Ever cried over a two-minute video? Get ready. Olympic partner P&G’s “Thank You, Mom” promo is practically guaranteed to make you tear up (I’ve seen it a dozen times and I still cry each watch). As a mom — though not an Olympian’s mom — it hits home. The act of mothering requires vigor incomparable to anything else I’ve experienced.
The video’s focus on the mothers of Olympic athletes captures the struggle I feel each day as a parent: Wanting to protect my kids yet wanting them to grow into independent adults. I can’t help but feel emotional watching other grapple over those exact same things (and the weepy violin music doesn’t help either). Take a look:
Whether you’re the parent of an Olympian or not, these mothers’ stories include some universally-beneficial parenting tips. Here are my favorites.
Also on Z Living: Play Together, Stay Together: The Importance of Family Bonding
What The Rio Olympic Moms Have Taught Me So Far
1. Encourage kids do things on their own.
In P&G’s video, a mother tells her son he can make it as a high diver. I took that encouragement and applied it to the rest of life. Yes, it’s faster to get out the door if I zip my kids’ coats for them, but it’s no way to learn. Little things like this are a good place to start cultivating independence without major risks.
2. It’s okay to feel scared.
Fear isn’t a bad thing. This is your body’s way of protecting itself and your kids. There is a difference between fearing something for safety reasons and fearing failure. In the case of the latter, I want to help my kids use fear as a motivating factor instead of dissuading them to act. From calming to encouraging, all the mothers in the P&G spot deal with fear in one way or another.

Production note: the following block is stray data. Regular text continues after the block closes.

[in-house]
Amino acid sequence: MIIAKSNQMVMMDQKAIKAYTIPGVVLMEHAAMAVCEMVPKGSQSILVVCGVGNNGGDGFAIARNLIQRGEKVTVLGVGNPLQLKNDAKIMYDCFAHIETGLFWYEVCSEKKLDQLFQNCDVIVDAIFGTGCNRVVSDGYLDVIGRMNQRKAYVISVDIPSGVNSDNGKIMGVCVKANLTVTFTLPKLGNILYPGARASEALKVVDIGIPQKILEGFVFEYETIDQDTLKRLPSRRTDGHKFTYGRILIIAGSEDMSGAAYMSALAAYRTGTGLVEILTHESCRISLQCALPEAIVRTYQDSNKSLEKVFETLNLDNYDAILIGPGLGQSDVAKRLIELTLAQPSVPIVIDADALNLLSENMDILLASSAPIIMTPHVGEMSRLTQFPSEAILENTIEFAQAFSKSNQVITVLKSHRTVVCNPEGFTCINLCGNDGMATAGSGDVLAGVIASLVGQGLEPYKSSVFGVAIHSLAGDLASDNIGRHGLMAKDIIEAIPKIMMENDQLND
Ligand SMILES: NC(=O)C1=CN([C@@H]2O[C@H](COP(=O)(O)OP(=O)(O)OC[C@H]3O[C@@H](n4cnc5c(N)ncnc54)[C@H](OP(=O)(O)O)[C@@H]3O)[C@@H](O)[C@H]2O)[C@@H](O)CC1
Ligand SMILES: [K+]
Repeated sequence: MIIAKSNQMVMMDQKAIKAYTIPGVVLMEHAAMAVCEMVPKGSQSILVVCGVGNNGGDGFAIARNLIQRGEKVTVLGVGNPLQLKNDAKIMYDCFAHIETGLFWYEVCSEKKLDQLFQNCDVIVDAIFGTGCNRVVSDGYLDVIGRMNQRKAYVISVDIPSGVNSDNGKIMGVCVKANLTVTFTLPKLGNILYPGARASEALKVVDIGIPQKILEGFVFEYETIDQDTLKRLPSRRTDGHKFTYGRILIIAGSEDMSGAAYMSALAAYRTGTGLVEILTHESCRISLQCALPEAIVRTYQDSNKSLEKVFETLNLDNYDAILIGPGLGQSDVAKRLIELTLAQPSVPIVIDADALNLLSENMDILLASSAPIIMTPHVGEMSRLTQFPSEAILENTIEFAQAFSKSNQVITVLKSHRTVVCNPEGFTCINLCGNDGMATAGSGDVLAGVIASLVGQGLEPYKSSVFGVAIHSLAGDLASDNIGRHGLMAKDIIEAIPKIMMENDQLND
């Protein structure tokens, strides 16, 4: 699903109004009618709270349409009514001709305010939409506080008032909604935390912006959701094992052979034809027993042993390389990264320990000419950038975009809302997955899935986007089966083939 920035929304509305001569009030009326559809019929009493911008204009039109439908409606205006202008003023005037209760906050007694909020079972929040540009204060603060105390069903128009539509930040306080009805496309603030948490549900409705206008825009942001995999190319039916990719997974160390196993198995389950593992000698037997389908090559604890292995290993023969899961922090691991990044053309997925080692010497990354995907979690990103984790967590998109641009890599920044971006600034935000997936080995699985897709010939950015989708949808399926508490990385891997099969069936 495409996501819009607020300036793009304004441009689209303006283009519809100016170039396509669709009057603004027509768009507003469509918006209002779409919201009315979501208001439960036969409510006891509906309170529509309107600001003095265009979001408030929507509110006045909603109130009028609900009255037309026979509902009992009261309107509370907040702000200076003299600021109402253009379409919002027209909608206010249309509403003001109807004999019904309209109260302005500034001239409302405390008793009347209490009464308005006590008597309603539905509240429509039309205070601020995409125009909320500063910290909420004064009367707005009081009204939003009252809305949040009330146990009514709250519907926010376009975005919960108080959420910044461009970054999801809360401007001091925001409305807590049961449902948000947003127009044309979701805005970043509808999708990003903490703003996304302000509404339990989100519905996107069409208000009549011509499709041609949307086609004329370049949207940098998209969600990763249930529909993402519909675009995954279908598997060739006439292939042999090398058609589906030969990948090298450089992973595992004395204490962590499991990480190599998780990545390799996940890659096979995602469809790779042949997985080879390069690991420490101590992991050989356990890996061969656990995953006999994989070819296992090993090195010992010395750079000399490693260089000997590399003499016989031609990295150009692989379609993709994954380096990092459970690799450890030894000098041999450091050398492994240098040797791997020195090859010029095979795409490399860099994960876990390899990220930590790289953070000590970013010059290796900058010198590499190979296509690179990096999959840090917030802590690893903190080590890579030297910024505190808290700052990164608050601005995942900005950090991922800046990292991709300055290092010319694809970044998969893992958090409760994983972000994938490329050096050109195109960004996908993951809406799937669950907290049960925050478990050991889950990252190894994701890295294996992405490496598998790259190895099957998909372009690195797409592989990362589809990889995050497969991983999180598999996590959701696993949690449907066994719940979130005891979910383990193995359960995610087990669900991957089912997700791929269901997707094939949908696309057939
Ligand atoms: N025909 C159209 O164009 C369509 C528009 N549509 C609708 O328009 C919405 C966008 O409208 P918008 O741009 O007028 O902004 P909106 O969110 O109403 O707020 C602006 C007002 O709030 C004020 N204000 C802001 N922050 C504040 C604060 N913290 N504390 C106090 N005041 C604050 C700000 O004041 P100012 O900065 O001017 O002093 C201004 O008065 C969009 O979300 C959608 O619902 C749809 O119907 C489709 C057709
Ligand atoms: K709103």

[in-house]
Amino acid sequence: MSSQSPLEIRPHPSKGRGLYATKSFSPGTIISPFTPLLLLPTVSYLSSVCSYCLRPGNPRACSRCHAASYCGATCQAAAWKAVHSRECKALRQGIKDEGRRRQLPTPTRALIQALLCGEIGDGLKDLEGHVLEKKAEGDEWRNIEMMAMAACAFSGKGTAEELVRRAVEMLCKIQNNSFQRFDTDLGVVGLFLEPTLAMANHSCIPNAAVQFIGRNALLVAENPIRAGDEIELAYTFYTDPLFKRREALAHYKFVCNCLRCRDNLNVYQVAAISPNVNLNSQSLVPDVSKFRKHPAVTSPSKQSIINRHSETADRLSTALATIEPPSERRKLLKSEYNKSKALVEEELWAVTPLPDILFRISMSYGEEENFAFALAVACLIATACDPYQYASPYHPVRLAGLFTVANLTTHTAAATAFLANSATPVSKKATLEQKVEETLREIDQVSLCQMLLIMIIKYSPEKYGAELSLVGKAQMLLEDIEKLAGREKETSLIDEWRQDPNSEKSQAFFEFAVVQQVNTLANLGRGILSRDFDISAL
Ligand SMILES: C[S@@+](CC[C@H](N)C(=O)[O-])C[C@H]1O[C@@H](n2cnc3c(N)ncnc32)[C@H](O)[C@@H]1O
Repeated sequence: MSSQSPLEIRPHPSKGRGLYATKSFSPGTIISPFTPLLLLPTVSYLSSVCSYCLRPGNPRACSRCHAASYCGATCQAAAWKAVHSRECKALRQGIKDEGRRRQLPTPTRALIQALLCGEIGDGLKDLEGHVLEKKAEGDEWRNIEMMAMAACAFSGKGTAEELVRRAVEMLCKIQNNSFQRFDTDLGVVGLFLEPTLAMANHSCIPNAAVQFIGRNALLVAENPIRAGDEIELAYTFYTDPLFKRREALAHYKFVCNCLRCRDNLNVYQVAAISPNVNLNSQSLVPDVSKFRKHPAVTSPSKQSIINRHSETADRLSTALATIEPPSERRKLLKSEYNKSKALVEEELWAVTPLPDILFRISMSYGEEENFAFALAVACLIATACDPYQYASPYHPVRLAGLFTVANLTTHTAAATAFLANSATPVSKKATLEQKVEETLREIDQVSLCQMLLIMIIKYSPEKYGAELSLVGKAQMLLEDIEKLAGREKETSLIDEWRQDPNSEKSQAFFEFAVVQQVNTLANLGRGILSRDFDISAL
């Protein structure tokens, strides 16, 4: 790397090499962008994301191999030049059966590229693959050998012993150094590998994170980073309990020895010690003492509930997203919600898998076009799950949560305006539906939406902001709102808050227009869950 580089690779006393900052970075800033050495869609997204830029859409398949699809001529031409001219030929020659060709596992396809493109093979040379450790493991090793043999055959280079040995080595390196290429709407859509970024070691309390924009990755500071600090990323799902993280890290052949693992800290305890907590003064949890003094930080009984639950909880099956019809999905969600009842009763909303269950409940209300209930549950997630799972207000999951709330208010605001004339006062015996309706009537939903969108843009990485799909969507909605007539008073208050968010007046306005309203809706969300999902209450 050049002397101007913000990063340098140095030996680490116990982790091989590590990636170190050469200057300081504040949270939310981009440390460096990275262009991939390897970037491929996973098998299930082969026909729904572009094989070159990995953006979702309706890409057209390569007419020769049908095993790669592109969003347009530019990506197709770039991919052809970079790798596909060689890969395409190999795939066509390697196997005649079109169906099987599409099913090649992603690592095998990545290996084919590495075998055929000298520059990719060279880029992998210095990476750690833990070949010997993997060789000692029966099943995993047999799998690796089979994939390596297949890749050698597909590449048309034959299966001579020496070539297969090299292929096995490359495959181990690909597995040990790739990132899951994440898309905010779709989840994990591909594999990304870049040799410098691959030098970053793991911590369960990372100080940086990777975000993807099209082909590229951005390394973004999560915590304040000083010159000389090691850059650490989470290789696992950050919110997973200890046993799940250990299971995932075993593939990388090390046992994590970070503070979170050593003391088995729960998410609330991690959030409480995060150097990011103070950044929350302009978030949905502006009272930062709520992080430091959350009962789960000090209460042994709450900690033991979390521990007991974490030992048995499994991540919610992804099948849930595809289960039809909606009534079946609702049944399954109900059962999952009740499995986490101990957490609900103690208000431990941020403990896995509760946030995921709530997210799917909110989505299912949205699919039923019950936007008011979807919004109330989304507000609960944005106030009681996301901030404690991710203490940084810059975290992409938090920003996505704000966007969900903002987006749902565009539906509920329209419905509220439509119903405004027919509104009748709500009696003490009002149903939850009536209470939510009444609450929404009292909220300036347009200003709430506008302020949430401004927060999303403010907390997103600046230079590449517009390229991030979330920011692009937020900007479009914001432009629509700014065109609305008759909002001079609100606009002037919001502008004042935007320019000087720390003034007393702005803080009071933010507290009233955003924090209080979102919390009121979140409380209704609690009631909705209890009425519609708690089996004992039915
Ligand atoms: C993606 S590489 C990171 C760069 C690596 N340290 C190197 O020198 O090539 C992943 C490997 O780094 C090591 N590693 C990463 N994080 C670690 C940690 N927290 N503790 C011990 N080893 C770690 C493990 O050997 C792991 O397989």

3. Sometimes stepping in is the right move.
Still keeping with the first point on this list, there are circumstances where stepping in and modeling strong behavior is appropriate. The occasional parental interference isn’t going to get me labeled the helicopter parent, and who wouldn’t want to be as badass as the Olympic moms who scare off bullies and creepers in the promo?!
4. Comfort with family leads to confidence in the world.
Even when one of my kids makes a bad choice, I always make sure to let them know they are loved. Knowing they have people at home who will always care and comfort them goes a long way. See the Olympic moms comforting their future superstars in turbulent airplanes, crashed cars, and sputtering elevators to get an idea of what I’m talking about.
5. Kids remember the little things.
Sometimes taking a moment to compliment our kids or give an extra nod of encouragement seems like just another item on our already long to-do lists. They might not realize it (and they likely won’t show appreciation even if they do), but our words stick and can serve as that extra boost of strength in times of need. Positive words can get people through a tough day, a championship match, a relationship, a workout... anything really.
Looking for more parenting inspiration for raising strong healthy kids? Check out these articles on parenting:
WATCH on Z Living: Birth Days, which follows families as they navigate the first 6 weeks of life together. See a sneak peek here.
Tell us in the comments: What inspires you to raise strong, healthy kids?